Congregational Song: Joshua Fit The Battle Of Jericho
Reader Five: These words I have given you just as they were given us by the unknown, long-dead, dark-skinned originator. Some now long-gone black bard bequeathed to posterity these words in ungrammatical form, yet with emphatic pertinence for all of us today. The battle is in our hands. And we can answer with creative nonviolence the call to higher ground to which the new directions of our struggle summons us. The road ahead is not altogether a smooth one. There are no broad highways that lead us easily and inevitably to quick solutions. But we must keep going. Let us now add to this list the names of all those who have fought and, yes, died in the nonviolent army of our day and through stand your ground laws and police brutality: Medgar Evers, three civil rights workers in Mississippi last summer, William Moore, the Reverend James Reeb, Jimmy Lee Jackson, and four little girls in the church of God in Birmingham on Sunday morning, Travon Martin, Micahel Brown, Eric Garner, Tamir Rice (Pause for names to be added and the names are scrolled on screen from the Stolen Lives Project) Yet in spite of this, we must go on and be sure that they did not die in vain. The pattern of their feet as they walked through Jim Crow barriers in the great stride toward freedom is the thunder of the marching at Jericho, and the world rocks beneath their tread.
All: We must keep marching!
Reader Six: My people, my people, listen. The battle is in our hands. The battle is in our hands in Mississippi and Alabama and all over the United States and around the world. I know there is a cry today When will we be allowed to return to normalcy?” I have a message that I would like to leave this evening. That is exactly what we don’t want, and we will not allow it to happen, for we know that it was normalcy in Marion that led to the brutal murder of Jimmy Lee Jackson. It was normalcy in Birmingham that led to the murder on Sunday morning of four beautiful, unoffending, innocent girls. It was normalcy on Highway 80 that led state troopers to use tear gas and horses and billy clubs against unarmed human beings who were simply marching for justice. It was normalcy by a cafe in Selma, Alabama, that led to the brutal beating of Reverend James Reeb. It was normalcy that allowed for the Stand Your Ground to be used to justify the deaths of Travon Martin and Sherdavia Jenkins and Daniel Amore. It was normalcy for the police to brutalize Keyarika Diggles and Anastasio Hernandez-Rojas. It was normalcy that led to the deaths of Michael Brown and Eric Garner.
All: The battle is in our hands..
Reader Seven: It is normalcy all over our country which leaves the people of color perishing on a lonely island of poverty in the midst of vast ocean of material prosperity. It is normalcy for voter ID laws to prevent people of color from voting. No, we must not allow a return to normalcy. The only normalcy that we will settle for is the normalcy that recognizes the dignity and worth of all of God’s children. The only normalcy that we will settle for is the normalcy that allows judgment to run down like waters, and righteousness like a mighty stream. The only normalcy that we will settle for is the normalcy of siblinghood, the normalcy of true peace, the normalcy of justice.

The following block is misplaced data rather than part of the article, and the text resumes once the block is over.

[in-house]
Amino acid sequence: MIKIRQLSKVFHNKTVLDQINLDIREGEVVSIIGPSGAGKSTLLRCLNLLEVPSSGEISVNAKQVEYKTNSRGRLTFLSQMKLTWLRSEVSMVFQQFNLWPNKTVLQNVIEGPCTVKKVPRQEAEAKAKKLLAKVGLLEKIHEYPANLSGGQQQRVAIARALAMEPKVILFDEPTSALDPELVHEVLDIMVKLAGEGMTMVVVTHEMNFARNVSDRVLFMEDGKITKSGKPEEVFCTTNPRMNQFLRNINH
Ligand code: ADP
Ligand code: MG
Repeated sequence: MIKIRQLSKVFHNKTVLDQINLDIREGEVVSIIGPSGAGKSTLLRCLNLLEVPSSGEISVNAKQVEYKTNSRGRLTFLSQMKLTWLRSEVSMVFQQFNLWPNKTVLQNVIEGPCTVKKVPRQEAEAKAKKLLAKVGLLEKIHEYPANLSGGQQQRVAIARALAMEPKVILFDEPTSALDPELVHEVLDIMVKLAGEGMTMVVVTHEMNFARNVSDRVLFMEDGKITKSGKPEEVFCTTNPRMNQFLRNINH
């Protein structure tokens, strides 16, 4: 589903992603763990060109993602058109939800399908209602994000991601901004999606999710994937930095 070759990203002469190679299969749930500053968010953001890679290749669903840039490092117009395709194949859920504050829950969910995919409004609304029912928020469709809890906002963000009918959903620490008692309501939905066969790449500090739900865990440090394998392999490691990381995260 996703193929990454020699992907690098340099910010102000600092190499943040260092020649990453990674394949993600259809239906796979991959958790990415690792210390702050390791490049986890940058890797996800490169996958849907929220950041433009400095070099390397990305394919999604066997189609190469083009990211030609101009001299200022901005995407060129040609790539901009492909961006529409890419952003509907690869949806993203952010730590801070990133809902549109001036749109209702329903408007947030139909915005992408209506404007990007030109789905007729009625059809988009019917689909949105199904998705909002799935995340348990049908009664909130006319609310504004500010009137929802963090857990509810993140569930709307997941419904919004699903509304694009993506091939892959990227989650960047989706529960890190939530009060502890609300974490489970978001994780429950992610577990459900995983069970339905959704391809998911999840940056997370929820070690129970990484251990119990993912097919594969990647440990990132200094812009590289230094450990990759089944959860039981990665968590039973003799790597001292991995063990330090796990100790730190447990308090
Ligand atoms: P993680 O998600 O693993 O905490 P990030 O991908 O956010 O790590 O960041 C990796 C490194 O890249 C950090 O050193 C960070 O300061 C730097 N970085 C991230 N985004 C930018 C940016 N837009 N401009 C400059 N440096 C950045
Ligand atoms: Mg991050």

All: No, we must not allow a return to normalcy.
Reader Eight: And so as we go away this afternoon, let us go away more than ever before committed to this struggle and committed to nonviolence. I must admit to you that there are still some difficult days ahead. We are still in for a season of suffering in many of the black belt. I must admit to you that there are still jail cells waiting for us, and stark and difficult moments. But if we will go on with the faith that nonviolence and its power can transform bleak yesterdays into bright tomorrows, we will be able to change all of these conditions. And so I plead with you, as we move ahead: remain committed to nonviolence. Our aim must never be to defeat or humiliate, but to win understanding and justice. We must come to see that the end we seek is a society at peace with itself, a society that can live with its conscience. And that will be a day not of white or brown or black. That will be the day of humanity as humanity.
All: We are committed to the struggle!
Reader Nine: I know you are asking today, “How long will it take?” Somebody’s asking, “How long will prejudice blind the visions of men, confuse their understanding, and drive wisdom from her sacred throne?” Somebody’s asking, “When will wounded justice, lying prostrate on the streets and in communities all over the world, be lifted from this dust of shame to reign supreme among the children of humanity?” Somebody’s asking, “When will the radiant star of hope be plunged against the nocturnal bosom of this lonely night, plucked from weary souls with chains of fear and the manacles of death? How long will justice be crucified, and truth bear it?”
All: Yes, how long O Lord, how long?
Reader Ten: I come to say to you, however difficult the moment, however frustrating the hour, it will not be long because “truth crushed to earth will rise again.” How long? Not long, because “no lie can live forever.” How long? Not long, because “you shall reap what you sow.” How long? Not long: truth forever on the scaffold, wrong forever on the throne, yet that scaffold sways the future, and, behind the dim unknown, standeth God within the shadow, keeping watch above thine own.